Ah, the boudoir! The late 18th-century word translates from the French as “sulking-place,” yet the Cambridge English Dictionary defines boudoir as “a beautifully decorated room used in the past by a woman for sleeping, dressing, relaxing, and entertaining.” Ultimately, the boudoir took on an erotic connotation, where as much undressing as dressing would occur, and the entertaining was delightfully frisky.
Today, as master bedrooms become more multi-purpose, the notion of a space dedicated to amorous activity can seem an unattainable fantasy instead of the romantic reality it ought to be for the sake of your love life. (Here’s how to find the best mattress for your marriage.)
“At some point between finishing that report for work and pillow fights with the kids, the bedroom should reclaim its purpose for intimacy and bonding,” says Gloria Brame, PhD, an Athens, Georgia-based sex therapist and author of Champions of Pleasure. Fortunately, décor goes a long way toward boosting the boudoir factor—without resorting to anything reminiscent of Belle Watling’s Gone with the Wind brothel.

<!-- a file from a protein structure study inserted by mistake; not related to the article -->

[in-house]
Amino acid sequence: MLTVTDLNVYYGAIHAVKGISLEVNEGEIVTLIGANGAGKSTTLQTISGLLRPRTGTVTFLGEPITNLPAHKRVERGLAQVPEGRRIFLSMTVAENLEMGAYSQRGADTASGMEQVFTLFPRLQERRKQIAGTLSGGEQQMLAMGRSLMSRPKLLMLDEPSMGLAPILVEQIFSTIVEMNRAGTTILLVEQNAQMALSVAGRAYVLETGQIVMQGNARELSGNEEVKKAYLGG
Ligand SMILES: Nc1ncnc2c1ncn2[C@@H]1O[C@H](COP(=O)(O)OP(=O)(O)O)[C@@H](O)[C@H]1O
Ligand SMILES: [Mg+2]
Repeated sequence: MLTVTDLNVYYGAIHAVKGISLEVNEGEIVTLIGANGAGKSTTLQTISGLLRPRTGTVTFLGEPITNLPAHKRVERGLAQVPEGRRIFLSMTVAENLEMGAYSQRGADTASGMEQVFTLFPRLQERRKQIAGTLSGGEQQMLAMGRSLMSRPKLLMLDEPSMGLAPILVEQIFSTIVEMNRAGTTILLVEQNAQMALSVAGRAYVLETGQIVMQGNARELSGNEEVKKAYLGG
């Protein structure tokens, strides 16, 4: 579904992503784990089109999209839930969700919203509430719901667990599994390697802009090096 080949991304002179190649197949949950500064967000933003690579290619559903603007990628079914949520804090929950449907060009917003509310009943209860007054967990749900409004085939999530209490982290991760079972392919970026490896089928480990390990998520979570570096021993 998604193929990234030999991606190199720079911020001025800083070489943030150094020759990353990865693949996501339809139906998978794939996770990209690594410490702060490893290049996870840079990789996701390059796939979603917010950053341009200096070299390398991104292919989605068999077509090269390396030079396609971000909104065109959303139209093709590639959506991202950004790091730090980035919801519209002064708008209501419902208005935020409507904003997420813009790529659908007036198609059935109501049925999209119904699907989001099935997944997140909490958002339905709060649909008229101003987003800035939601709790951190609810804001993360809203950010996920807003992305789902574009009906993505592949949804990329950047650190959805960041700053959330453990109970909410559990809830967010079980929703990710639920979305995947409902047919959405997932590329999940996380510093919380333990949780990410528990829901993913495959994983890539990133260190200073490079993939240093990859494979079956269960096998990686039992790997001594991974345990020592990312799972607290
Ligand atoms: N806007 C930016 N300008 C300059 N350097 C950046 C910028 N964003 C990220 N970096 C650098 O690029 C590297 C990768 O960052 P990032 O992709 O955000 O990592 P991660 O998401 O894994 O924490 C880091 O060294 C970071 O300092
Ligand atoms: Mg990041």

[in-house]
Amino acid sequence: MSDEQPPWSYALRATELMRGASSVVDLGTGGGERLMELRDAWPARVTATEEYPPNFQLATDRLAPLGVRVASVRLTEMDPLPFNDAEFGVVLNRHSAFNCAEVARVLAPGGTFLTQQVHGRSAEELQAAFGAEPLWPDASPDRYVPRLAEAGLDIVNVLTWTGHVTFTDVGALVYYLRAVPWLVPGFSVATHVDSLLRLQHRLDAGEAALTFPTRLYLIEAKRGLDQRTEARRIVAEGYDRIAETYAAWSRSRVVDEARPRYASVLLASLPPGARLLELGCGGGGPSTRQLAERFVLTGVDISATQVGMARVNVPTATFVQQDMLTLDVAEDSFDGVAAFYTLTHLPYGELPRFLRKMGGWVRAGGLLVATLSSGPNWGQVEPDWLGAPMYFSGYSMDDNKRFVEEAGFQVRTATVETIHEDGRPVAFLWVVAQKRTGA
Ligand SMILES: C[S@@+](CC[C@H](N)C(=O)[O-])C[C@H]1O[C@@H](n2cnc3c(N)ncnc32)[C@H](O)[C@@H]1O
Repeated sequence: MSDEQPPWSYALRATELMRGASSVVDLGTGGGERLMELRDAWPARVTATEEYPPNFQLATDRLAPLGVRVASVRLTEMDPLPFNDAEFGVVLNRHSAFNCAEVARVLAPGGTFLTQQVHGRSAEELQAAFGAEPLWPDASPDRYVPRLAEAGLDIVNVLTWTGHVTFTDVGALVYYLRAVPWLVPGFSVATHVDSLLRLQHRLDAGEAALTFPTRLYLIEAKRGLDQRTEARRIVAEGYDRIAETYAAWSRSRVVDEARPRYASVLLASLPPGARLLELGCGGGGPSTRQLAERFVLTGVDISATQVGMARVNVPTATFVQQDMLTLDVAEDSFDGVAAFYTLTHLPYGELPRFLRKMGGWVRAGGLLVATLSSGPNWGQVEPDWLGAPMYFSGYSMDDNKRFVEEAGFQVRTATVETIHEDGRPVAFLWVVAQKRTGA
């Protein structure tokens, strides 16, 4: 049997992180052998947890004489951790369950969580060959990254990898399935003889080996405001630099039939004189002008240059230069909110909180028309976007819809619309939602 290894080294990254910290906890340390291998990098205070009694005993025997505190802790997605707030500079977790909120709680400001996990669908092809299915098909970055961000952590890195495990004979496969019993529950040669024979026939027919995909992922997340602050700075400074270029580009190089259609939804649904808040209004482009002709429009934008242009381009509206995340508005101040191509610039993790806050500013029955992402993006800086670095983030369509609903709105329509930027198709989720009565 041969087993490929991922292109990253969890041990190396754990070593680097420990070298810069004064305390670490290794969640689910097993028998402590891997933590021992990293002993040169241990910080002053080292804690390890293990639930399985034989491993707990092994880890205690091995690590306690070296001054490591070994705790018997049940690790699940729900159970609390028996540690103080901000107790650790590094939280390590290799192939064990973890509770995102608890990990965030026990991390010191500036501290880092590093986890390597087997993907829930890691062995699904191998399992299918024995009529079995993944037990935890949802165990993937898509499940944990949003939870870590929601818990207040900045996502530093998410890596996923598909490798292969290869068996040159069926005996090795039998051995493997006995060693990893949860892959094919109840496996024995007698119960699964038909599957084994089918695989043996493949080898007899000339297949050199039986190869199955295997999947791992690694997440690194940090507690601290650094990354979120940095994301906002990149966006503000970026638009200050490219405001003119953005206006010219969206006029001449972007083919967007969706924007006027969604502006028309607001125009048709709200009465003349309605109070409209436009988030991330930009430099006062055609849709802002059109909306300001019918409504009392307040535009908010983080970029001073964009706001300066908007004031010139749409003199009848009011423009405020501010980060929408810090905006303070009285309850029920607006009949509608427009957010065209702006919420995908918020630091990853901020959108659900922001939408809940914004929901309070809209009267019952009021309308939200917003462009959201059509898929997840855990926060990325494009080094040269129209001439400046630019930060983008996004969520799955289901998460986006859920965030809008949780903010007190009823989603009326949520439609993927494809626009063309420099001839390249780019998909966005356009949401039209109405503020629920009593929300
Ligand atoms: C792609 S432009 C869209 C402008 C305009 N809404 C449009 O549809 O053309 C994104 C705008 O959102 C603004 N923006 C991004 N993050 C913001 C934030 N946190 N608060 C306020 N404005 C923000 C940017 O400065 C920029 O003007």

Whether you’re ready to fully redo your master suite or simply hope to make a few subtly sexy changes, consider these romantic bedroom decorating tips for heightening your bedroom’s passion potential. Read on to discover the best romantic bedroom ideas.
“Mood lighting is the best investment you can make for romance,” says Brooklyn, New York, interior designer Julia Mack. For the most romantic bedroom experience, all bedroom lighting should be on dimmers, with lamps preferable to an overhead fixture. The general rule is three points of illumination: one on either side of the bed and a third across the room. And don’t forget the impact of flickering flames! “Everyone looks good by candlelight,” Mack says, noting that electric versions are just as flattering as real fire (not to mention safer).